Depression is a complex condition that affects all facets of those affected. It can produce feelings of apathy, worthlessness, irritability, feeling overwhelmed and loss of hope. It affects relationships, and normal ability to function properly.
Clinical depression is more than just feeling sad or going through a difficult period of your life. It is a prolonged sense of despair that cannot be cured simply by snapping out of it, moving on, forgetting about it, or denying your feelings.
Depression is a serious problem. According to data from the National Institute on Mental Health (NIMH) in United States, 10.3% of the population will suffer from major depression in any given year. Women are two to three times more likely to develop a depressive disorder.
Depression comes in many forms such as dysthymia, seasonal affective disorder, major depression, secondary depression, postpartum depression, and substance-induced depression. Each person’s symptoms and history must be correctly identified in order to receive appropriate care.
What are the symptoms?
Symptoms of depression vary from person to person. It is important to identify any significant physical, mental and emotional changes from how you were before your depression began.
Symptoms of major depression last longer than two weeks and are identified as:
· prolonged inner sense of depression
· diminished interest in most or all activities that used to be enjoyable
· increased irritability
· significant changes in appetite or weight change (5% +- in a month)
· significant change in sleeping patterns such as prolonged difficulty in going to sleep, early wakening, or sleeping more than normal
· less interest in sex and relationships
· unusually restless or unusually sluggish
· unduly fatigued
· persistent feelings of hopelessness and inappropriate feelings of guilt
· diminished ability to think or concentrate
· recurrent thoughts of death or suicide (this symptom requires immediate treatment)
Why am I depressed?
Depressive symptoms can be triggered by certain life-changing events in our lives like the loss of a loved one. The resulting sadness and grief normally felt can develop into depression with some people. Early childhood tragedies or trauma or having depression in your family history may predispose some people to depression.
Chronic pain or having a serious illness such as cancer or A.I.D.S. can also lead to depression. Some hormonal imbalances like a thyroid condition may also cause depression. The prolonged use of certain medications, drugs or alcohol can worsen existing depression, although using these may seem to have provide temporary relief.
People suffering from depression will likely have an imbalance of certain chemicals (neurotransmitters) in their brain that regulates emotional response. Antidepressants are designed to specifically help re-balance this condition.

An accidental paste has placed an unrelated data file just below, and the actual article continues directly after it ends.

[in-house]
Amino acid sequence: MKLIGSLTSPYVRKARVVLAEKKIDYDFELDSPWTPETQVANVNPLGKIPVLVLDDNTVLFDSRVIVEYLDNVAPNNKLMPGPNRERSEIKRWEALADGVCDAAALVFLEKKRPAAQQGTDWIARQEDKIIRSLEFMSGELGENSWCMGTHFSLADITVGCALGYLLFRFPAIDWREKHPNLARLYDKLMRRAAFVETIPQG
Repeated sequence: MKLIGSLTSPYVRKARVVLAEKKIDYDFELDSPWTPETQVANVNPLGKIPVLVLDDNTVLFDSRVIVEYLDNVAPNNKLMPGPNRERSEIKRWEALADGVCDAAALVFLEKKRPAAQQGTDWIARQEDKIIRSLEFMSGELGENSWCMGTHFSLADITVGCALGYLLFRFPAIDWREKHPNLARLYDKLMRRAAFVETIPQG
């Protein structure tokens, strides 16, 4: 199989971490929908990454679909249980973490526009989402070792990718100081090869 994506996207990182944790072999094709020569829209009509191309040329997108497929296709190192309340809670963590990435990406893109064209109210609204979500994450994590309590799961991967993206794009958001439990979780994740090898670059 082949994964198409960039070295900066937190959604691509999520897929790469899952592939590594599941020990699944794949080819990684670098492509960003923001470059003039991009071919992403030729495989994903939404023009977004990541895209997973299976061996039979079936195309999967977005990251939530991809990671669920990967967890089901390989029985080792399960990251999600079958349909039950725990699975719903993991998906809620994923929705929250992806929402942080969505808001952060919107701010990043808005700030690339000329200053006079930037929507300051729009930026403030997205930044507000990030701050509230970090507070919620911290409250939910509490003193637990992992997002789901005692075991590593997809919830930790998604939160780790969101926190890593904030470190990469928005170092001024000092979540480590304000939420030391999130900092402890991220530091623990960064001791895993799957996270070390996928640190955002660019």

Proper treatment has been shown to reduce the severity and duration of depressive symptoms.
Treatment options may include psychotherapy and the use of antidepressant medication as prescribed by a doctor or psychiatrist. Many antidepressant medications can take 4 to 8 weeks to be fully effective. Therapy or some other form of monitoring is very important during this period.
Some antidepressants have side effects like nausea, dry mouth and drowsiness. These side effects often lessen after a couple of weeks. Speak with your doctor about persistent problems.
Research indicates that the combination of psychotherapy as well as asking prescribed medication has been found to be the most beneficial treatment.
If you or someone you care about its suffering from depression it is important to know that help is available.
Let someone know how you’re feeling. Speak with your doctor or another healthcare professional about what to do. You may feel too overwhelmed right now to provide yourself with appropriate guidance. You will feel better when you obtain more information and take the first step out of depression.
Give treatment time. Give yourself time.
You do not need to be alone with your depression.
Help for the Family
It can be a very difficult and frustrating experience understanding and providing support to a family member suffering from depression. It is important that you receive valid information and learn how you might be able to help.
Family relationships that may be abusive, rejecting or dependant may predispose individuals to depression. Family therapy can reduce the risk of relapse, regardless of which came first, the problem or the depression.
Grief is a normal emotional response to loss… typically loss of a loved one but can also be from loss of a job, financial losss, etc. The emotional impact can be directly attributed to the emotional investment you have in that relationship and varies from individual to individual… there are no rules to grieving!It is often helpful to set up a few sessions that will help with your understanding of what you are going through.
If you have lost someone as a result of depression here is a link to a booklet that may help you: